Investor Aiming for the Top, Again

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On Wall Street, the wheel of fortune can spin around and around, from enormous cash bonuses and luxurious perks one year to the unemployment line the next.

Then there is Fred Eckert, a onetime Goldman Sachs partner who soared as a star in "vulture" investing in ailing companies. But in the turmoil of the financial crisis, his business and wealth came crashing down. By 2011, he was bankrupt, divorced and, for two months, in a coma.

Today, he is in better shape, earning $1 million a year from a consulting job, although that expires next year. But most of his income is dedicated to paying leftover debts — he says he is running at "break-even at best" after expenses.

It is a far cry from the luxury he enjoyed just a few years ago: an 11-bedroom mansion over 28 acres in the horse country of Bernardsville, N.J., 18 vintage automobiles and a 1,500-bottle wine collection.

Now Mr. Eckert, 65, is planning to return to the arena. He says he has shed 25 pounds from his peak of 220 and has given up drinking. His cashmere overcoat may be rumpled, but his confidence is high.

Mr. Eckert is trying to start a new money management business by raising up to $100 million. The new company's name — Phoenix Star Capital.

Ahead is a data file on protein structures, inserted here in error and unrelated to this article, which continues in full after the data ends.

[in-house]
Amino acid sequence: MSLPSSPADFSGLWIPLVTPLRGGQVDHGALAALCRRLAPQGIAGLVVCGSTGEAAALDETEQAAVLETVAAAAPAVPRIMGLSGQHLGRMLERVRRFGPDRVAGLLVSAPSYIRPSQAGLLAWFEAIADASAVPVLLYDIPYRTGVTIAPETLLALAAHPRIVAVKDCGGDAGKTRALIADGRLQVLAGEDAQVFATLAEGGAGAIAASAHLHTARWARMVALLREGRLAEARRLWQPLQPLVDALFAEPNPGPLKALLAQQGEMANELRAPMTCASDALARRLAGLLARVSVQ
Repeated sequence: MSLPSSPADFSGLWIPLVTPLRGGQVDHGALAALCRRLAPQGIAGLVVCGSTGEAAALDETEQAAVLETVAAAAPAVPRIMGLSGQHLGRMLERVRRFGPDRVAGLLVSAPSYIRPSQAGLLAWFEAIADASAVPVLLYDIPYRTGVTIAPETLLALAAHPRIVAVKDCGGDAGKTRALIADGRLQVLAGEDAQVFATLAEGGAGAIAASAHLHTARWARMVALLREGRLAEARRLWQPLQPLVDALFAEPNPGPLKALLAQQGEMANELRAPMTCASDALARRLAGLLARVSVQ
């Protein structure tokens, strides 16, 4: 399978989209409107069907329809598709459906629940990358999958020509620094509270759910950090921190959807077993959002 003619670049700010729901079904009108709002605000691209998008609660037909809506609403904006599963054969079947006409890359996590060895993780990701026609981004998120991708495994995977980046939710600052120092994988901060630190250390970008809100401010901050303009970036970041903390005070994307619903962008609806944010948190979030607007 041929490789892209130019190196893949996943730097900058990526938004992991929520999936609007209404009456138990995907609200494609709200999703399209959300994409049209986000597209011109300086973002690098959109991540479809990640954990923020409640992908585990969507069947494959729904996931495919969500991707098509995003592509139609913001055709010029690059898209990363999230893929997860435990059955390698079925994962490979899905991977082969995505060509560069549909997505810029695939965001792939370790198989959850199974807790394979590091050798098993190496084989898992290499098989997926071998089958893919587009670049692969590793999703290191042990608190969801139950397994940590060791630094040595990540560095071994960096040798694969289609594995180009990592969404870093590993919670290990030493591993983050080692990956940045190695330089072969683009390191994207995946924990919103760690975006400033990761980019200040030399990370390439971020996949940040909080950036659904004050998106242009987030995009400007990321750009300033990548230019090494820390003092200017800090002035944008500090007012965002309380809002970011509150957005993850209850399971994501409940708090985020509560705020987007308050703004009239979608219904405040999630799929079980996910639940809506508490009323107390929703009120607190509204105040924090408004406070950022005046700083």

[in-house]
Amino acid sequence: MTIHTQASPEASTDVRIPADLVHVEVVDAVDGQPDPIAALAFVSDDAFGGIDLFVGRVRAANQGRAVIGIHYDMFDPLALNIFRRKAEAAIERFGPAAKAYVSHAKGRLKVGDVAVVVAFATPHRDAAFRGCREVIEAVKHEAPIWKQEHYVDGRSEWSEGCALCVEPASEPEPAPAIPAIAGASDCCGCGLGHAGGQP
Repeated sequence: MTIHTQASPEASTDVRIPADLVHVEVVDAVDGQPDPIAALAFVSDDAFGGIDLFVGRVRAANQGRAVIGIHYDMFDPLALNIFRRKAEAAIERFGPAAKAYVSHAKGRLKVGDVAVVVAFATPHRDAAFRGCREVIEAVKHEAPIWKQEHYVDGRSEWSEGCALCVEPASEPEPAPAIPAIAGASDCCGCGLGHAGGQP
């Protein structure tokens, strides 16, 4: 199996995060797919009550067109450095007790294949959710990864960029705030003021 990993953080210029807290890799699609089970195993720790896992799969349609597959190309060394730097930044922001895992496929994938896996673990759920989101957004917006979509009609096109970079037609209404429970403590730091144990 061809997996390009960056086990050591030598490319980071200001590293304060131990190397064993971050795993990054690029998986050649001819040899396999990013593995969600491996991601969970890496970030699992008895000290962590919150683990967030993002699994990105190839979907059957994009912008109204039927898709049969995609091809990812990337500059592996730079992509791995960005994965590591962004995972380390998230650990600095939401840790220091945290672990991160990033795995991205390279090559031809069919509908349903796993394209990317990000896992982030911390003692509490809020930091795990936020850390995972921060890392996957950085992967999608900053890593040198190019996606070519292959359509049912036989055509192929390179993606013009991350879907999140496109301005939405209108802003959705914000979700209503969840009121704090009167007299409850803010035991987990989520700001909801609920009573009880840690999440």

While even longtime friends say a comeback will be difficult, Mr. Eckert perseveres. He went to the SALT (for SkyBridge Alternatives) hedge fund conference in Las Vegas last week to try to drum up interest in his new venture.

"I'm going to make it back," he said in a recent interview. And this time, he vows, he will avoid "the excesses, both in business and personally."

His excesses were once the talk of Wall Street. For a lunch in 1993, he ordered a $6 Reuben sandwich — made with corned beef, Swiss cheese, sauerkraut and dressing — with a $120 bottle of Corton-Charlemagne Burgundy.

"The waitress said it was the greatest disparity she had ever seen between the price of the entree and the price of the beverage," a former business partner, Thomas Inglesby, recalled in a legal deposition.

Mr. Eckert and his wife at the time were driven in Maybachs and Bentleys and vacationed on the French Riviera. From 2002 to 2008, the couple spent an average of $10.8 million a year, according to divorce papers filed by the wife in 2011.

Decked out in Brioni suits, Mr. Eckert was a raconteur with a quick wit and "a personality that filled up the room," one colleague recalled. He dominated most conversations, and his fearlessness made associates believe they "could slay any dragon."

His rise came with a private equity fund he founded in 1994 at Sanford Weill's Travelers Group. The fund, Greenwich Street Capital, was spun off in 1999 and became the GSC Group. Through its distressed-debt investing, GSC participated in a 2002 takeover of the theater chain Regal Cinemas and a 2004 merger involving the printing giant R. R. Donnelley, with Mr. Eckert serving on the Regal and Donnelly boards.